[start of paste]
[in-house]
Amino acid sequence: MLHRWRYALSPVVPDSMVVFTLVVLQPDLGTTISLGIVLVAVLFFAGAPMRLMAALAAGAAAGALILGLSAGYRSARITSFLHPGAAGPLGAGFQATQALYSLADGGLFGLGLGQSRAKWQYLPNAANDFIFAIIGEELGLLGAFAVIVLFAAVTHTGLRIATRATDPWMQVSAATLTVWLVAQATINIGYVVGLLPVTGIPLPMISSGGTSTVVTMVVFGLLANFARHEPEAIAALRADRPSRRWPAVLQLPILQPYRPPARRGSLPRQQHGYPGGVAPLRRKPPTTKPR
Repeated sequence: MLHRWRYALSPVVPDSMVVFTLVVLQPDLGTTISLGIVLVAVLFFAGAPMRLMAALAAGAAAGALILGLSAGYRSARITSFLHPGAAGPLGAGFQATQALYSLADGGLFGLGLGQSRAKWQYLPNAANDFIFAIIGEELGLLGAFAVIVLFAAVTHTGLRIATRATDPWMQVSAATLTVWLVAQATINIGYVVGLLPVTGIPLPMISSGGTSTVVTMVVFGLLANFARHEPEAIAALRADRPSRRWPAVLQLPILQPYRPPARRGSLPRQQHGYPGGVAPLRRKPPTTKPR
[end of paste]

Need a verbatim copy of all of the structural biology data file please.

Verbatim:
[in-house]
Amino acid sequence: MLHRWRYALSPVVPDSMVVFTLVVLQPDLGTTISLGIVLVAVLFFAGAPMRLMAALAAGAAAGALILGLSAGYRSARITSFLHPGAAGPLGAGFQATQALYSLADGGLFGLGLGQSRAKWQYLPNAANDFIFAIIGEELGLLGAFAVIVLFAAVTHTGLRIATRATDPWMQVSAATLTVWLVAQATINIGYVVGLLPVTGIPLPMISSGGTSTVVTMVVFGLLANFARHEPEAIAALRADRPSRRWPAVLQLPILQPYRPPARRGSLPRQQHGYPGGVAPLRRKPPTTKPR
Repeated sequence: MLHRWRYALSPVVPDSMVVFTLVVLQPDLGTTISLGIVLVAVLFFAGAPMRLMAALAAGAAAGALILGLSAGYRSARITSFLHPGAAGPLGAGFQATQALYSLADGGLFGLGLGQSRAKWQYLPNAANDFIFAIIGEELGLLGAFAVIVLFAAVTHTGLRIATRATDPWMQVSAATLTVWLVAQATINIGYVVGLLPVTGIPLPMISSGGTSTVVTMVVFGLLANFARHEPEAIAALRADRPSRRWPAVLQLPILQPYRPPARRGSLPRQQHGYPGGVAPLRRKPPTTKPR